Solution: Replace a plugged fuel filter. The filter is located inside the fuel tank. Wipe around the fuel tank cap before removing it to keep dirt from falling into the tank. Pull the filter out of the tank.
A clean bent wire works well to “fish” the filter out of the tank. Remove the old filter and attach a new fuel filter to the end of the fuel line and place it back inside the fuel tank. Reinstall the fuel cap.
Bad Carburetor Gasket
The gasket that sits behind the carburetor can become bad and no longer create a good seal. When this happens, additional air is allowed into the system causing it to run lean. This is when there is a higher concentration of air and less fuel than required by the engine.
Solution: Gain access to the carburetor and carefully remove the linkages and bolts attaching the carburetor. Remove the carburetor and gasket. Reinstall a new gasket and reattach the carburetor, bolt, and linkages.
When you remove the gasket to check it, you will have to replace it whether it is bad or still good. Be prepared and have a replacement gasket on hand. You may need to clean the carburetor while it is off the string trimmer.
The carburetor’s function on a Shindaiwa is to regulate the amount of fuel that is mixed with air to form a combustion to start and run the string trimmer.
A buildup of varnish and deposits left behind by old gas can make the carburetor not function right so the correct ratio of fuel to air is not being mixed.
You may need to have the choke on to help correct the ratio so your Shindaiwa trimmer continues to run.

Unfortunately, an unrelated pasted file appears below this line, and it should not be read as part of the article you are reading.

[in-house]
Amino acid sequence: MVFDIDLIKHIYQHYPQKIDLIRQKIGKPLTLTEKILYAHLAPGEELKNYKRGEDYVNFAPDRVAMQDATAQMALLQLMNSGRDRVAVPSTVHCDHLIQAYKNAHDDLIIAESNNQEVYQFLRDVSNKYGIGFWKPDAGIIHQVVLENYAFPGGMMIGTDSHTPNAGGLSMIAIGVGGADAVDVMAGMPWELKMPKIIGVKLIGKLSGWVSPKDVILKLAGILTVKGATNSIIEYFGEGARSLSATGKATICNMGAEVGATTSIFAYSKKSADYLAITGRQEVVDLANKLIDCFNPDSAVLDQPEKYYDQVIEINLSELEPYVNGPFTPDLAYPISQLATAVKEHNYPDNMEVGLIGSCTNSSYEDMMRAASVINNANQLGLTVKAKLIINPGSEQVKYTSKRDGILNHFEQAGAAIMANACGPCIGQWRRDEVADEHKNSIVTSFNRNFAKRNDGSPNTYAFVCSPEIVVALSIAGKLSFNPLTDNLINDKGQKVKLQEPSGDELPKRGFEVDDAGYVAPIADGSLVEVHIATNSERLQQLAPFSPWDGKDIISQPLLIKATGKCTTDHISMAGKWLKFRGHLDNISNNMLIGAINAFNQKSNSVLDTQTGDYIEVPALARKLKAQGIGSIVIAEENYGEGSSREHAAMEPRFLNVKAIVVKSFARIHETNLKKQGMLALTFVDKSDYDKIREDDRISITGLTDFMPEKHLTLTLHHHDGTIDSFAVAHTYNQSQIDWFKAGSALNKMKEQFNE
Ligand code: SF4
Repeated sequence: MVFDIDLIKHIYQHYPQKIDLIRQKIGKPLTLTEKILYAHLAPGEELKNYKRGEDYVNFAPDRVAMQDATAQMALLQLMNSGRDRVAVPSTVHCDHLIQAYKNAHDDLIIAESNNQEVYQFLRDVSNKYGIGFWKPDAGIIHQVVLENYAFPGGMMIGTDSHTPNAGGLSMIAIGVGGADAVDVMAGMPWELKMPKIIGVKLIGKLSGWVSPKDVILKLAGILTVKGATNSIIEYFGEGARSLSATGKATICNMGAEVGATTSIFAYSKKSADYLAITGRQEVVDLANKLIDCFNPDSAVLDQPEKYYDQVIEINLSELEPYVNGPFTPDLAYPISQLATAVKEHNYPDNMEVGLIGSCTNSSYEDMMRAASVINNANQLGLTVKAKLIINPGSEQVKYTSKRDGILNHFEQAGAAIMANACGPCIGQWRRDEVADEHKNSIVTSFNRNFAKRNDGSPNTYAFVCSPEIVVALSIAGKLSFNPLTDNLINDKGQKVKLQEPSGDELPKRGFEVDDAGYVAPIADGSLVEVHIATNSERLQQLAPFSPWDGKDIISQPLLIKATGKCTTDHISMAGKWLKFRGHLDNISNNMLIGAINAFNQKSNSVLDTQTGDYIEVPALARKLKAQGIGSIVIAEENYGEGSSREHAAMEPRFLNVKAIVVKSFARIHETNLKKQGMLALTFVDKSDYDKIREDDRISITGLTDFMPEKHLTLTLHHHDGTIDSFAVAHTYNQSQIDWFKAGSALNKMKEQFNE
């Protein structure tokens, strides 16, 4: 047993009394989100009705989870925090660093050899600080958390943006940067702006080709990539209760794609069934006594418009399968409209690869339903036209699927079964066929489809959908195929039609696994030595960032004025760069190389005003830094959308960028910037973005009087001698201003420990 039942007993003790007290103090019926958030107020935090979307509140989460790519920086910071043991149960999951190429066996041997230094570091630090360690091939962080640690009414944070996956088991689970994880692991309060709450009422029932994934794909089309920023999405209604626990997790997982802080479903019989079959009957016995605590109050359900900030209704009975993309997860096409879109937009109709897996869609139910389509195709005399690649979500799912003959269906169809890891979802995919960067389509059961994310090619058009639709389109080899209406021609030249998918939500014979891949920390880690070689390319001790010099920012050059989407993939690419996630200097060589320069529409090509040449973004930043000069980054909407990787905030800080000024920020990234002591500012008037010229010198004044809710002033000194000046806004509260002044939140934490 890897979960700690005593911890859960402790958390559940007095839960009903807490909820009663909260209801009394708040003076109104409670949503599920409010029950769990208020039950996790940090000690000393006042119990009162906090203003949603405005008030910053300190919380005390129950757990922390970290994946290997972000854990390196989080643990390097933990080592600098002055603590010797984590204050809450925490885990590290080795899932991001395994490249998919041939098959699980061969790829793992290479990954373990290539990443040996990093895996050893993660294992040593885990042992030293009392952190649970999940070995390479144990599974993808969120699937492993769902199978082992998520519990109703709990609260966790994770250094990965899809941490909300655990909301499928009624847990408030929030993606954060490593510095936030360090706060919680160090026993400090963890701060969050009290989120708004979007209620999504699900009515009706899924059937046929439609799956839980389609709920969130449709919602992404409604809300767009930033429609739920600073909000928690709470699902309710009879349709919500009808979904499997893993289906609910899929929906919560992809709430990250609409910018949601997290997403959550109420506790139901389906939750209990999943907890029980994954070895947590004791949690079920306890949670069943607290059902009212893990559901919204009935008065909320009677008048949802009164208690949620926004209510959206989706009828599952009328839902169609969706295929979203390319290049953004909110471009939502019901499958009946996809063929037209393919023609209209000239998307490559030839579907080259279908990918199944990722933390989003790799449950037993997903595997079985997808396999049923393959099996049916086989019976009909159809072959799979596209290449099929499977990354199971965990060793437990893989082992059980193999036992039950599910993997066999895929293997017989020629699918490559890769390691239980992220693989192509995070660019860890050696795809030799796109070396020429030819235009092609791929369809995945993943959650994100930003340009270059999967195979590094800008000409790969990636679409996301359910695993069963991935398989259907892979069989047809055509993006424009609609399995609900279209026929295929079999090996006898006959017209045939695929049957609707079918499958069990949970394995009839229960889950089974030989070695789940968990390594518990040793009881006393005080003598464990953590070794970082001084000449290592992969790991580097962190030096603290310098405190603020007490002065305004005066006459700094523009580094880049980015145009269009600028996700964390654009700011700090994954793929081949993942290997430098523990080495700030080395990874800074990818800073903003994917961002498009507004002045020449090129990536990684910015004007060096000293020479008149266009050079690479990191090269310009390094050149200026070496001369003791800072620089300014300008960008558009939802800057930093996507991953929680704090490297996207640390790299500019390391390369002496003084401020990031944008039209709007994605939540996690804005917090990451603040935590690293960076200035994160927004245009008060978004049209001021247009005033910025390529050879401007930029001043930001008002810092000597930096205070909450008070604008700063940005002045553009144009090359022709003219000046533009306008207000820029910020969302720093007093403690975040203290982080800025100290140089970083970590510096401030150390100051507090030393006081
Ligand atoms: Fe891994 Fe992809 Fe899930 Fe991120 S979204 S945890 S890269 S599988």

Solution: If you are a little mechanical you should be able to handle cleaning your carburetor. Clean the carburetor by taking it apart and using carburetor cleaner to remove deposits left behind from old fuel.
If the carburetor does not function after being cleaned, you may need to rebuild it or replace it with a new carburetor.
You can also bring your Shindaiwa string trimmer to a small engine repair shop to have the carburetor cleaned or replaced if you are not comfortable doing this. Note: the repair shop may just replace the carburetor instead of taking time to clean it.
This isn’t necessarily a bad thing. The amount of labor that will be charged to remove, clean, and reinstall a carburetor may be equal to or more than the cost of just replacing it with a new one.
Plugged Fuel Vent
The fuel tank must be vented to allow air into the tank to equalize the air pressure. Without a vent, the fuel tank will create a vacuum that will prevent fuel from flowing to the engine.
A good indication you may have a fuel tank vent problem is when your string trimmer runs for a few minutes and then shuts down and won’t start until you remove the fuel cap to allow air into the fuel tank. It then shuts down again after running for several minutes once you reinstall the fuel cap.
Shindaiwa string trimmers use a fuel tank vent that is attached to the fuel line coming out of the fuel tank.
Solution: Replace a plugged fuel tank vent to allow air to flow into the fuel tank.